Labour is reopening the old wounds of the Troubles

Hilary Benn
Hilary Benn

A Labour government is back in town and talking to Sinn Fein and the Irish government about justice. The human rights vultures are circling, and their prime victims – serving or retired uniformed servants of the British state – are once more having sleepless nights while enemies of the British state cheer on the lawyers. And loyal people will once again feel that the whole legal system has been skewed against them.

The issue of the moment is that Hilary Benn, the new Secretary of State for Northern Ireland, had announced his intention to ditch the Legacy Act which involves a conditional amnesty and a ban on inquests and future civil actions for people accused of Troubles-related crimes – that is, pre the 1998 Belfast/Good Friday Agreement.

This came about because the government felt it was time to draw a line to remove the fear lived under by old soldiers and policemen who are periodically threatened with being – and sometimes actually are – hauled into court to face charges of murder from decades ago.

Of course sometimes the same applies to terrorists, but rarely. The security forces are vulnerable because their organisations keep records. Terrorists don’t. Soldiers and cops give evidence against bad colleagues. Terrorists rigidly observe omerta. And, what’s more, the IRA have been brilliant about leaving no forensic traces.

And since money is no object for them because of their treasure chest from robberies and fraud, they have been able to assemble armies of able lawyers who are additionally brilliant at squeezing vast amounts out of legal aid to sue the government and its servants.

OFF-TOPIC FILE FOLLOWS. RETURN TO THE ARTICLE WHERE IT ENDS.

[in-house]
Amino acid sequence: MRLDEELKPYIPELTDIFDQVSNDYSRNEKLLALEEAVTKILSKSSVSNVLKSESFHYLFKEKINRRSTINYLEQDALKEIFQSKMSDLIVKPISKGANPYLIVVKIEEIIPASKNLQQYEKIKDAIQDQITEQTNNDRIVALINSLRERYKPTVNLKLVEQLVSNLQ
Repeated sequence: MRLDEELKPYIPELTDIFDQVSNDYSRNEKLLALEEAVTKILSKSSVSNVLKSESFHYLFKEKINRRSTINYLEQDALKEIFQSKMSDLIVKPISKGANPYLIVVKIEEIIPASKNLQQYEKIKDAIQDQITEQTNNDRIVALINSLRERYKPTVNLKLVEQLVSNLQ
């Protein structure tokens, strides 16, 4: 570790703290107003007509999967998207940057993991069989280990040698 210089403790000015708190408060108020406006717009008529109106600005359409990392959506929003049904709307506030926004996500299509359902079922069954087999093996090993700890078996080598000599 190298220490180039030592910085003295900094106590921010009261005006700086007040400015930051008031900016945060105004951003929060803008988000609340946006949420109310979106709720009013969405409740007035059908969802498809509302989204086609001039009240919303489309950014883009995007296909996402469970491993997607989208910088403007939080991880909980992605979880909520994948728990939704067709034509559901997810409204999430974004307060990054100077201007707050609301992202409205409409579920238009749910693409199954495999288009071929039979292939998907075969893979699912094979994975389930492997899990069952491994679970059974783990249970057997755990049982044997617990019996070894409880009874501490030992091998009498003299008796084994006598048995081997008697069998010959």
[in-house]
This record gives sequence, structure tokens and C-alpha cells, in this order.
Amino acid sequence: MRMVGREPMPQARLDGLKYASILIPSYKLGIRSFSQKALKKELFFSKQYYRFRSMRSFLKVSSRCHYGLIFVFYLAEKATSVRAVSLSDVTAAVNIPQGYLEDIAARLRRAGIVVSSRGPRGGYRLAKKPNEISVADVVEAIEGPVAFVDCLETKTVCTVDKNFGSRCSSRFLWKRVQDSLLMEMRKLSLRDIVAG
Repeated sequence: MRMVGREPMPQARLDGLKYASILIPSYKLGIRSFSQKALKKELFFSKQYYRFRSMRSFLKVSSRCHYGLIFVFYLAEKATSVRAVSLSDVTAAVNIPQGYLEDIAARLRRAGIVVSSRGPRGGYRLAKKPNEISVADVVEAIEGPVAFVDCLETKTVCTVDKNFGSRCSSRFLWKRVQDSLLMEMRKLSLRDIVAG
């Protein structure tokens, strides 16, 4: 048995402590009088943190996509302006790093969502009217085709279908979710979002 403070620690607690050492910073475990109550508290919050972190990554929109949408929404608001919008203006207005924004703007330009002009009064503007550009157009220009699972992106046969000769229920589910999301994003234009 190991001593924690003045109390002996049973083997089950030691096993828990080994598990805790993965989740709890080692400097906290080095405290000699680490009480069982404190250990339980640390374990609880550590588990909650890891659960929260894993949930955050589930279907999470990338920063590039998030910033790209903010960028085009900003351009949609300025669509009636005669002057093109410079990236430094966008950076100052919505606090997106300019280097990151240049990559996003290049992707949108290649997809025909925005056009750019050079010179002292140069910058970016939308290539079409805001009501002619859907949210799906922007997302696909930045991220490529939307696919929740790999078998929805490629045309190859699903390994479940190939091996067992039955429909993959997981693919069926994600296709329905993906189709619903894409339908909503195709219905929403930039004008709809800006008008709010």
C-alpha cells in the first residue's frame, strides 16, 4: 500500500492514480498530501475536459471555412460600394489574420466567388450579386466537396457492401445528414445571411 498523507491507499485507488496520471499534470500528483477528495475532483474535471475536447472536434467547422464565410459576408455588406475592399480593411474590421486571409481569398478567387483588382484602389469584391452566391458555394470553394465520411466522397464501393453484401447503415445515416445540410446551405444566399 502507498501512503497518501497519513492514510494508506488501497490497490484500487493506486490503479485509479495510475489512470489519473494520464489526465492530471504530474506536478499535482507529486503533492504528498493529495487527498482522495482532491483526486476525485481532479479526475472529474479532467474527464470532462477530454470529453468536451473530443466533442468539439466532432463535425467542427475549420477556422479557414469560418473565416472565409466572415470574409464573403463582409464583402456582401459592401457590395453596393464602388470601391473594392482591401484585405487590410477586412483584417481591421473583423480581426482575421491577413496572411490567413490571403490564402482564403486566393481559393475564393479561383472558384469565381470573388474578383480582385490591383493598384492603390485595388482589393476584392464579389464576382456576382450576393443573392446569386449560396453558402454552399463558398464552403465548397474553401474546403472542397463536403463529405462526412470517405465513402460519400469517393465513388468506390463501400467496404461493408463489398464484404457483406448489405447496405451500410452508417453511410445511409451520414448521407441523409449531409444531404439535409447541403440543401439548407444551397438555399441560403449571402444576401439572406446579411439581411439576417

So it’s almost impossible to get convictions for terrorist crimes.

It isn’t like that for the old soldiers. Those soldiers and police who prevented the province from descending into civil war continue to have their courage and hard work traduced by people who wanted to destroy the state and by nationalists who drank the Kool-Aid ladled out by murderers and their apologists.

So, hugely disproportionately, the law has pursued its guardians rather than its enemies.

I’m not suggesting that there were no bad soldiers or cops. But what is a simple fact is that most terrorists get up in the morning planning to kill; most soldiers and cops believe their job is to save lives.

Various political parties lined up to oppose the Legacy and Reconciliation Act as it went through parliament in 2022-23, some for absolutist reasons about justice and the SDLP and Alliance because they thought it favoured state forces, although state killings have been less that 10 per cent of the total. Sinn Fein, of course, were thundering about injustice from outside Westminster.

The government did its best with the establishment of the Independent Commission on Reconciliation and Information Recover (ICRIR), headed by the former lord chief justice Sir Declan Morgan.

Yet there were myriad other protests and complaints coming from all directions, and then the Irish government weighed in by taking a case against the UK at the European Court of Human Rights in Strasbourg, alleging the Act is in breach of the European Convention on Human Rights.

I hope the Secretary of State is bearing in mind that: it has emerged from state papers that Sinn Fein were endlessly demanding that there should be immunity from criminal prosecution for un-convicted IRA members; that hundreds of comfort letters were given to “On the Runs”, which left murderers free to return from hiding; the Irish ex-Justice Minister Michael McDowell wrote in 2021 that the Irish government in which he served established a de facto moratorium on investigation and prosecution of IRA members; when murderers were arrested south of the border as they skipped merrily home after killing their neighbours, 102 requests for extradition were turned down, leaving the perpetrators to kill with impunity. The British government could yet go to court over that.

Hilary Benn has now shown some signs of playing for time by admitting that Sir Declan Morgan’s handling of his new job is encouraging. This would be a good time to persuade the Irish government that the new government don’t want pointless arguments but two could play at legal games. Let the old soldiers sleep in peace.